Loughborough Jewels: a participatory arts project
8 August 2016
In December 2015 I was invited to take part in a project which aimed to collect people’s memories of Loughborough and use them as a creative stimulus for making jewellery.
The project was carried out by Roberta Bernabei, a lecturer in Contemporary Jewellery and Critical and Historical Studies at Loughborough University, whose creative pieces have been exhibited around the world. Wanting to encourage local participation in the arts, Roberta would take an unusual approach to preserving people’s memories – through the act of wearing jewellery.
So on a sunny winter morning I visited Roberta’s office in LU Arts’ Edward Barnsley building on Epinal Way.
Roberta had asked me to bring along an image, photograph or object relating to a strong personal memory of the town and after some deliberation, I’d chosen a key. I’m a member of Loughborough Archaeological and Historical Society which runs the Old Rectory Museum in Steeple Row and the key is similar to the one we use to unlock its old wooden door. I chose it to symbolize my first visit to the museum one drizzly Saturday many years ago.
Roberta took a photograph of the key and explained she’d be interpreting my memories in the form of a brooch. Then she switched on a digital recorder and invited me to tell her the memory associated with the key. As I talked, she prompted me with questions.
What emotions were linked to the memory? I’d been looking for something to entertain a lively young child and my first feeling was relief at finding the museum open, followed by wonder at its ‘Old Curiosity Shop’ interior. It was packed to the rafters with furniture and pictures and old dusty artefacts and, most significantly, an ancient model railway which drew my son like a magnet. He played happily with it for quite some time, giving me leisure to listen to the old gentleman on duty tell stories of Loughborough in times gone by. Our discussion that day fuelled an interest in local history which would go on to have a significant impact on my life.
Could I recall any particular colours? Roberta asked, and I suddenly thought of the leaves on the trees around the museum, bright green and dripping with rain.
At the end of the interview I gave Roberta a book about the Old Rectory and she asked if I’d like to collect my brooch in person when it was done. I said that I would.
On a Saturday in January 2016 I went along to the unit in Carillon Court Shopping Centre used by LU Arts’ Radar initiative for their ‘Market Town’ project. There I joined fellow interviewees to celebrate with tea and cake and to listen to Roberta describe her jewellery-making process.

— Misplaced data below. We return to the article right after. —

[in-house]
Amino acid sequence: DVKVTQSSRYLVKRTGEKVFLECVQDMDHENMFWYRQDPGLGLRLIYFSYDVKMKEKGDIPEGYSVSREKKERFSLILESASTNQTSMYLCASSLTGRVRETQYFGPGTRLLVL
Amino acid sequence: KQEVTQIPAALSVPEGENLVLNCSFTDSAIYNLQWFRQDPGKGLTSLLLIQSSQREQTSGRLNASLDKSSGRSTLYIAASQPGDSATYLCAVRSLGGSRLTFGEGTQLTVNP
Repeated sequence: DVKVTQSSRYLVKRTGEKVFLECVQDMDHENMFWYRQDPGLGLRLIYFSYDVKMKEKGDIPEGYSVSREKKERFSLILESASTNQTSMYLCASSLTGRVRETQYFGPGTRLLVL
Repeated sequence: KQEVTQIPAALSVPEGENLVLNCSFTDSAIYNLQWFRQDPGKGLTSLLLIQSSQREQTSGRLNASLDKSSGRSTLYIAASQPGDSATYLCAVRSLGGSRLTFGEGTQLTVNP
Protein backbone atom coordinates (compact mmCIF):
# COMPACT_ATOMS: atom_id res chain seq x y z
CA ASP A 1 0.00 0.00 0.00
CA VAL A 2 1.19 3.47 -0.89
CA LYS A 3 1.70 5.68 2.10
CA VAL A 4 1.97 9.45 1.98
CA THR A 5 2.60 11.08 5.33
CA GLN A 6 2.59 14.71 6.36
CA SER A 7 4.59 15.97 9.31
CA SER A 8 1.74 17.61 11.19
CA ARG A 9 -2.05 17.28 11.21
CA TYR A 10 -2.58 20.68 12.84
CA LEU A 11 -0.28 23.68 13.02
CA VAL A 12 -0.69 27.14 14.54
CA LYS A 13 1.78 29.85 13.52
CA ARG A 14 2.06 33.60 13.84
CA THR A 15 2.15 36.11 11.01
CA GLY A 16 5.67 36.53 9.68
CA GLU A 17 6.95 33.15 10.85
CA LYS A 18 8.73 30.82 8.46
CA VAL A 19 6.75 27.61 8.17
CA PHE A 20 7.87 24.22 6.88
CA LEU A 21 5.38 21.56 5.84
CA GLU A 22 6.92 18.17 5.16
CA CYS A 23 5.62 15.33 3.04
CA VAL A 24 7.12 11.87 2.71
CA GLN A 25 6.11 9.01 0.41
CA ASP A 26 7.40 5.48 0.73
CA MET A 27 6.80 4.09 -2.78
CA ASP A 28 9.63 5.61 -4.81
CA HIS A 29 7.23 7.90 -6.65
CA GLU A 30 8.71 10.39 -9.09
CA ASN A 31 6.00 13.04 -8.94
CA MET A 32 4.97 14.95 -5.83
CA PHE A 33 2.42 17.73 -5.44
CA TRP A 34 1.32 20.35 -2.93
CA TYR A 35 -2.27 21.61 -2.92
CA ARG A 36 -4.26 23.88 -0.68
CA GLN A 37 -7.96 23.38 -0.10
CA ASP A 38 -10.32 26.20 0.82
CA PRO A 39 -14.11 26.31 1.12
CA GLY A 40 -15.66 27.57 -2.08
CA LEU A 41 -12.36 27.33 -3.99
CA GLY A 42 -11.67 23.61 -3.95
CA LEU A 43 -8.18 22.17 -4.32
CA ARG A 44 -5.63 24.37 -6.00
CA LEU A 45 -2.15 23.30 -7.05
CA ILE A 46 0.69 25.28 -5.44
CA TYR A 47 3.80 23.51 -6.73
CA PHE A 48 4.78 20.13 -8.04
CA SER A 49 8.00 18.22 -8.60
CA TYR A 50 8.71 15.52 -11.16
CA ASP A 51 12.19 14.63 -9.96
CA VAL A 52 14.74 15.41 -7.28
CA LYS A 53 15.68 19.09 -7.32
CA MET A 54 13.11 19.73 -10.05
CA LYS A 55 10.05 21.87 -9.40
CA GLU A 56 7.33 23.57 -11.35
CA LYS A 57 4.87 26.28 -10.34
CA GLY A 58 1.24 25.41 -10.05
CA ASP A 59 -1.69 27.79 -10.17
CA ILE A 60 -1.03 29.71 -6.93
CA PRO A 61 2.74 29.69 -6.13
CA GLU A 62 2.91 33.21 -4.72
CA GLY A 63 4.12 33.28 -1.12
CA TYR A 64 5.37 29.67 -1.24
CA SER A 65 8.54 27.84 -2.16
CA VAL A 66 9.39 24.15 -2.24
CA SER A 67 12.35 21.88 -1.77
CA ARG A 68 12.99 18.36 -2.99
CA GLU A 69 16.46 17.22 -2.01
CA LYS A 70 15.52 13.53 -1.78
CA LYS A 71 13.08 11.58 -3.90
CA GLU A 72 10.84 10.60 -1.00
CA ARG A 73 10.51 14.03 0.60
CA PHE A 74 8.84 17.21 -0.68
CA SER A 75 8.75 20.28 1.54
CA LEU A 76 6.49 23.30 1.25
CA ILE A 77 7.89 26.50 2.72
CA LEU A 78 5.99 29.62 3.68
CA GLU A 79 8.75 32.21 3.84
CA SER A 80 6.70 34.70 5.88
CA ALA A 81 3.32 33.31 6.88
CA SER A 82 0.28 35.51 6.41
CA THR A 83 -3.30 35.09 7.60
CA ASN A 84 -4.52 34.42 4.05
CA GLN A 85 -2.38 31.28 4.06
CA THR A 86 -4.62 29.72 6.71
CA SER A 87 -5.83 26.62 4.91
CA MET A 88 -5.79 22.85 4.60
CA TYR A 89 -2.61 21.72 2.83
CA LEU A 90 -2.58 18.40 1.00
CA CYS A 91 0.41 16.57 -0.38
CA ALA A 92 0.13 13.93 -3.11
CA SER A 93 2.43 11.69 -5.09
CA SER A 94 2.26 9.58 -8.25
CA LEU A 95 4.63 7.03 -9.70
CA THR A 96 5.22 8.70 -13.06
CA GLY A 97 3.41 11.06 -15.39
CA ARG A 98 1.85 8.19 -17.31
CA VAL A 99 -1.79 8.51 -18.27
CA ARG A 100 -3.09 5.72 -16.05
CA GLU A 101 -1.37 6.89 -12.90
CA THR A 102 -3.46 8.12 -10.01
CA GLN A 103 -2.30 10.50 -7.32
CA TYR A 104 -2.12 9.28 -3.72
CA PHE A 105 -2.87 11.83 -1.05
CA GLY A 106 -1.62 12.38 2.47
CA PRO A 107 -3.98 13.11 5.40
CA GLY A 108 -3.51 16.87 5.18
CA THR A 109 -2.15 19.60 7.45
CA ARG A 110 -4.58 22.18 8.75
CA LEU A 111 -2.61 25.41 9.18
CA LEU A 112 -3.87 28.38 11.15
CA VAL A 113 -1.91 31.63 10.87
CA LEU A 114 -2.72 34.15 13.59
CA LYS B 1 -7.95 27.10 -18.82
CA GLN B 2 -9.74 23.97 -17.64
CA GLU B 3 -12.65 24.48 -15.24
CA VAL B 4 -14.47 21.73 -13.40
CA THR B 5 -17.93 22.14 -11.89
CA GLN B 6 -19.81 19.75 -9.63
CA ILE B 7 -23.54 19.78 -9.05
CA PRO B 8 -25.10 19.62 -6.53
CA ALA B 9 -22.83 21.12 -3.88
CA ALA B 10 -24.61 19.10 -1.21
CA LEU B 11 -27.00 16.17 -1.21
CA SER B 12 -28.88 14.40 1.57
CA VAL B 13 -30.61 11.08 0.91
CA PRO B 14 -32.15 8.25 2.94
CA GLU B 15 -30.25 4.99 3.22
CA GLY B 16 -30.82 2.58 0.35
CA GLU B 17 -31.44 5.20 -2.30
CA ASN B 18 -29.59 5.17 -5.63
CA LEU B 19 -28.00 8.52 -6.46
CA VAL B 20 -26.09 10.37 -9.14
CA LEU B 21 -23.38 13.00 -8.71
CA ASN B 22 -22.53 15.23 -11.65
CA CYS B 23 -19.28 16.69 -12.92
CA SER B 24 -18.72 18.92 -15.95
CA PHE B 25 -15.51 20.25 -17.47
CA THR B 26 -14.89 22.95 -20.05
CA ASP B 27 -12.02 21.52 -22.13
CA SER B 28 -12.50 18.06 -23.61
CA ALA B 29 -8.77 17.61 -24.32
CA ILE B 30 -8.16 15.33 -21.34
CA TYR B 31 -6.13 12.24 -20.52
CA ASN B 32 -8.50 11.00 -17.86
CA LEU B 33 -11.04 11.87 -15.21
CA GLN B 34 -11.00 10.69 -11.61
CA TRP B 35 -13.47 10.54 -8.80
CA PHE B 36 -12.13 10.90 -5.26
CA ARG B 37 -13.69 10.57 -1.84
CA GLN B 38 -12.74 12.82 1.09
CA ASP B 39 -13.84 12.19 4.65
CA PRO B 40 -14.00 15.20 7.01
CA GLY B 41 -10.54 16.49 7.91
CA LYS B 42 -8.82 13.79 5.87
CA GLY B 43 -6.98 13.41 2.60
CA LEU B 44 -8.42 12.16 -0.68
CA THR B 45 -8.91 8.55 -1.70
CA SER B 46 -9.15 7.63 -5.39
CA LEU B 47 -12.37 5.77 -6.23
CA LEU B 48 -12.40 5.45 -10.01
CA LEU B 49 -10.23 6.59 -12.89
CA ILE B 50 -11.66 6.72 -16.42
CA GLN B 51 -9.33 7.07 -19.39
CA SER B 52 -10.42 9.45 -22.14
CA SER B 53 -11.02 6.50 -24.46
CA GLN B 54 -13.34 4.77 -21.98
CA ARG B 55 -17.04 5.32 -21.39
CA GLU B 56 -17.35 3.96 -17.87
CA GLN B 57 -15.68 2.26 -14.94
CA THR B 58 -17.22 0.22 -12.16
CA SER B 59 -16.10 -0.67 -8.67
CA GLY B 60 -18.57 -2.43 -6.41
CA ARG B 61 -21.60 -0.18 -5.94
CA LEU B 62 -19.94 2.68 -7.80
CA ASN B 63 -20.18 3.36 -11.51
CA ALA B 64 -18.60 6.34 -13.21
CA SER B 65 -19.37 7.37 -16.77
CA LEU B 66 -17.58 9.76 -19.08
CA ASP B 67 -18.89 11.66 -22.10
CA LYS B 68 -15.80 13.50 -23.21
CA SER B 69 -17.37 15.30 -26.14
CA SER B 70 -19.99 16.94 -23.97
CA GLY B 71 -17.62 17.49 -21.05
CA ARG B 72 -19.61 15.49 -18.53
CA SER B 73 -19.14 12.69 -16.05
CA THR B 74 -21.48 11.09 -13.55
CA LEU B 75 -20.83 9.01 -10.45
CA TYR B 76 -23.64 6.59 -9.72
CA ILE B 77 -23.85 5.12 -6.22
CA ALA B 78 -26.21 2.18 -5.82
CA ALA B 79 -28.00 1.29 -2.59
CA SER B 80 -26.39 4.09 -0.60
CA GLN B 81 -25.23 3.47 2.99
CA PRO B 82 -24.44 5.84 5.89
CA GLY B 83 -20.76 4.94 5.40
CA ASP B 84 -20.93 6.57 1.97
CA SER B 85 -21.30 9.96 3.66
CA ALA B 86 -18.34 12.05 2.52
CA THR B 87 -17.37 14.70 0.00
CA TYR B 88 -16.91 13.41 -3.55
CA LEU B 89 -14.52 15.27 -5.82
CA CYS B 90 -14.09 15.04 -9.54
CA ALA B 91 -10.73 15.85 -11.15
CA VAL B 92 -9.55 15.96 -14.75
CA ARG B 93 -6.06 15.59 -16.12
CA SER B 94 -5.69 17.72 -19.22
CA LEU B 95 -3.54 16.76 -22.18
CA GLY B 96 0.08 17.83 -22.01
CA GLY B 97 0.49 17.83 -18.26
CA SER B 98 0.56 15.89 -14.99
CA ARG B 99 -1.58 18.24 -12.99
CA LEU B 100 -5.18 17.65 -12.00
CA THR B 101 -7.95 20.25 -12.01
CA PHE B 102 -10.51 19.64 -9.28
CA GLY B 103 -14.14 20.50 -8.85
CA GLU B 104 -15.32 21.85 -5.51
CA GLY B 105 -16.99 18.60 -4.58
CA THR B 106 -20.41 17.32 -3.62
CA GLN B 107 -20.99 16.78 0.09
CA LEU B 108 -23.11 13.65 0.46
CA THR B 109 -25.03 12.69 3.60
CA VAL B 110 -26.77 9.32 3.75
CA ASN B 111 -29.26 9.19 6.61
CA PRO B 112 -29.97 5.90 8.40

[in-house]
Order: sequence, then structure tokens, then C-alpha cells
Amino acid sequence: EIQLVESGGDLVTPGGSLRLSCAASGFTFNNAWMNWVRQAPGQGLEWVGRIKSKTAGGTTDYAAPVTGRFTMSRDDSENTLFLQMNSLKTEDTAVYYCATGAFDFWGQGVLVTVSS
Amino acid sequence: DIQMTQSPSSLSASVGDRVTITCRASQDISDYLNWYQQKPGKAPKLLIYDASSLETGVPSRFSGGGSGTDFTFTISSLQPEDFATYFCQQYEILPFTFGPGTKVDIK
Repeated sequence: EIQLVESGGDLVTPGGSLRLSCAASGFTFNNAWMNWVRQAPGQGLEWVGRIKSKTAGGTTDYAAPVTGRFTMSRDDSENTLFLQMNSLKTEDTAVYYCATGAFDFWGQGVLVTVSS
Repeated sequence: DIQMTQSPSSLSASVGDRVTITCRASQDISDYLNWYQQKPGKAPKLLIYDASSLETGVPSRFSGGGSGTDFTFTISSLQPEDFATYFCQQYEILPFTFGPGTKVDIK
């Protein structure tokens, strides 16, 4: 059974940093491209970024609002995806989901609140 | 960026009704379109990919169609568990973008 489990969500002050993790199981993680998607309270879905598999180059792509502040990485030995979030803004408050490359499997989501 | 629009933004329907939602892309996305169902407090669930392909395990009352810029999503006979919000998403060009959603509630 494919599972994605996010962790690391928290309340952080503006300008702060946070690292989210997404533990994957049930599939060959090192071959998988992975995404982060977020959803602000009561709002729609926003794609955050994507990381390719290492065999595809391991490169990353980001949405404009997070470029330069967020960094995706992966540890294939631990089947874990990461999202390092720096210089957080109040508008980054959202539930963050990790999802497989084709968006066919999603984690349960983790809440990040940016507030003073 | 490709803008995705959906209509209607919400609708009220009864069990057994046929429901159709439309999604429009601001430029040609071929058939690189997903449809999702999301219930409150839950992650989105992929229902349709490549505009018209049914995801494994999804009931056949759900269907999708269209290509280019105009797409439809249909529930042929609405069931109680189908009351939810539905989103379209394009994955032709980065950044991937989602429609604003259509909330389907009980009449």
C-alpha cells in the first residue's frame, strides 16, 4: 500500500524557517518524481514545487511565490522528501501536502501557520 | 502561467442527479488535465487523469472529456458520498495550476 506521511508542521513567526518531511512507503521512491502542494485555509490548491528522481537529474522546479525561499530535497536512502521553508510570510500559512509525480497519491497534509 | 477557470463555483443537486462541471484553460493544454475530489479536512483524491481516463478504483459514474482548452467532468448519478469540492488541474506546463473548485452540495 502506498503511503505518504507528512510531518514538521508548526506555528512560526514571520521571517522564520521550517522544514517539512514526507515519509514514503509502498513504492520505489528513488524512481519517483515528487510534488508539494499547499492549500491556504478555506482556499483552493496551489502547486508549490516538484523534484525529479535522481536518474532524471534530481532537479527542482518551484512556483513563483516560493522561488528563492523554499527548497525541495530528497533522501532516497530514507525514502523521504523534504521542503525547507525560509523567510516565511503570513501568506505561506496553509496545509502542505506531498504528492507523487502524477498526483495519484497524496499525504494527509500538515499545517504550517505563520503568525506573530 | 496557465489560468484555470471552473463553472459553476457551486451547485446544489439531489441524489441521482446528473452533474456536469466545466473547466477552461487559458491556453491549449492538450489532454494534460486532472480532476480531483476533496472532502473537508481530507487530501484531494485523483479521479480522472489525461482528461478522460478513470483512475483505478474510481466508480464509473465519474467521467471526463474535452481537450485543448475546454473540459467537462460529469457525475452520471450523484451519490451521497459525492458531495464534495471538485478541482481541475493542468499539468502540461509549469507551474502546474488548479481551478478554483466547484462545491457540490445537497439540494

Roberta had created each brooch by etching a unique image into a plate – many of them copper – and setting it into a pre-formed coloured mount which ‘framed’ the memory. The brooches were embellished with beadwork to signify the colours, feelings and objects that people had recalled in their stories.
Altogether, Roberta had created ten brooches representing the diverse range of objects and memories participants had shared with her. One person had taken along a locally-printed book she’d enjoyed as a child. Another shared the memory of her wedding bouquet, made entirely from local flowers by a florist on Park Road. One brooch – created for the only man to take part in the project – was inspired by an enthusiasm for the Athletic Grounds which had once stood along Nottingham Road. The gentleman would, he told me, be gifting the brooch to his wife.
As for my brooch, I pinned it to my scarf as I left the exhibition then I headed off to do some shopping. Within half an hour I’d bumped into a friend and told her all about the memory behind the image on the brooch. I’ve told people the story several times since. Before this, I never would have believed a piece of jewellery could hold a town’s history so effectively. I’m rather pleased to find that indeed it can.
Here is the jewellery Roberta created for the Loughborough Jewels project.
Roberta Bernabei can be contacted at R.Bernabei@lboro.ac.uk